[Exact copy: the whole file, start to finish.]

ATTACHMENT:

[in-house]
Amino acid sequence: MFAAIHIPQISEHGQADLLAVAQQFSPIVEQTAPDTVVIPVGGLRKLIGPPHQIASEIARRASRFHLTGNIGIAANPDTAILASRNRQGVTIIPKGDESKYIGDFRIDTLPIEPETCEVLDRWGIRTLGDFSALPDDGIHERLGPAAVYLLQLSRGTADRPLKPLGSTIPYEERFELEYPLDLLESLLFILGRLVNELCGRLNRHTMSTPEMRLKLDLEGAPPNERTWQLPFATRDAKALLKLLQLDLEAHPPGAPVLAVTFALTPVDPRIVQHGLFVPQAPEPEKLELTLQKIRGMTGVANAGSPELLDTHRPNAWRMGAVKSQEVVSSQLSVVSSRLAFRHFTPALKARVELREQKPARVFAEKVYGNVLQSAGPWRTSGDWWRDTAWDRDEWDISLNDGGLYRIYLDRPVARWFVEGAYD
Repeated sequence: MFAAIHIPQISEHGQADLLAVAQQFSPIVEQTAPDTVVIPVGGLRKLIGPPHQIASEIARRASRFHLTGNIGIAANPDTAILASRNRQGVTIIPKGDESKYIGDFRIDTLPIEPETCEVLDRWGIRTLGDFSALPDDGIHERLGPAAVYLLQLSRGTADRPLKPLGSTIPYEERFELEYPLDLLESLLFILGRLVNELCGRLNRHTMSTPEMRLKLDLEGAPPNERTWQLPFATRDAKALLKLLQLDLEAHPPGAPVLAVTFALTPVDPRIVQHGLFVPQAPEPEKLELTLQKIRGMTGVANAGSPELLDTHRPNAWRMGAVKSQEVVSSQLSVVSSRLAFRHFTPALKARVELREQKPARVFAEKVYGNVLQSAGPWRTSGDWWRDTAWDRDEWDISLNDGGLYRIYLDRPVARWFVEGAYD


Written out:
[in-house]
Amino acid sequence: MFAAIHIPQISEHGQADLLAVAQQFSPIVEQTAPDTVVIPVGGLRKLIGPPHQIASEIARRASRFHLTGNIGIAANPDTAILASRNRQGVTIIPKGDESKYIGDFRIDTLPIEPETCEVLDRWGIRTLGDFSALPDDGIHERLGPAAVYLLQLSRGTADRPLKPLGSTIPYEERFELEYPLDLLESLLFILGRLVNELCGRLNRHTMSTPEMRLKLDLEGAPPNERTWQLPFATRDAKALLKLLQLDLEAHPPGAPVLAVTFALTPVDPRIVQHGLFVPQAPEPEKLELTLQKIRGMTGVANAGSPELLDTHRPNAWRMGAVKSQEVVSSQLSVVSSRLAFRHFTPALKARVELREQKPARVFAEKVYGNVLQSAGPWRTSGDWWRDTAWDRDEWDISLNDGGLYRIYLDRPVARWFVEGAYD
Repeated sequence: MFAAIHIPQISEHGQADLLAVAQQFSPIVEQTAPDTVVIPVGGLRKLIGPPHQIASEIARRASRFHLTGNIGIAANPDTAILASRNRQGVTIIPKGDESKYIGDFRIDTLPIEPETCEVLDRWGIRTLGDFSALPDDGIHERLGPAAVYLLQLSRGTADRPLKPLGSTIPYEERFELEYPLDLLESLLFILGRLVNELCGRLNRHTMSTPEMRLKLDLEGAPPNERTWQLPFATRDAKALLKLLQLDLEAHPPGAPVLAVTFALTPVDPRIVQHGLFVPQAPEPEKLELTLQKIRGMTGVANAGSPELLDTHRPNAWRMGAVKSQEVVSSQLSVVSSRLAFRHFTPALKARVELREQKPARVFAEKVYGNVLQSAGPWRTSGDWWRDTAWDRDEWDISLNDGGLYRIYLDRPVARWFVEGAYD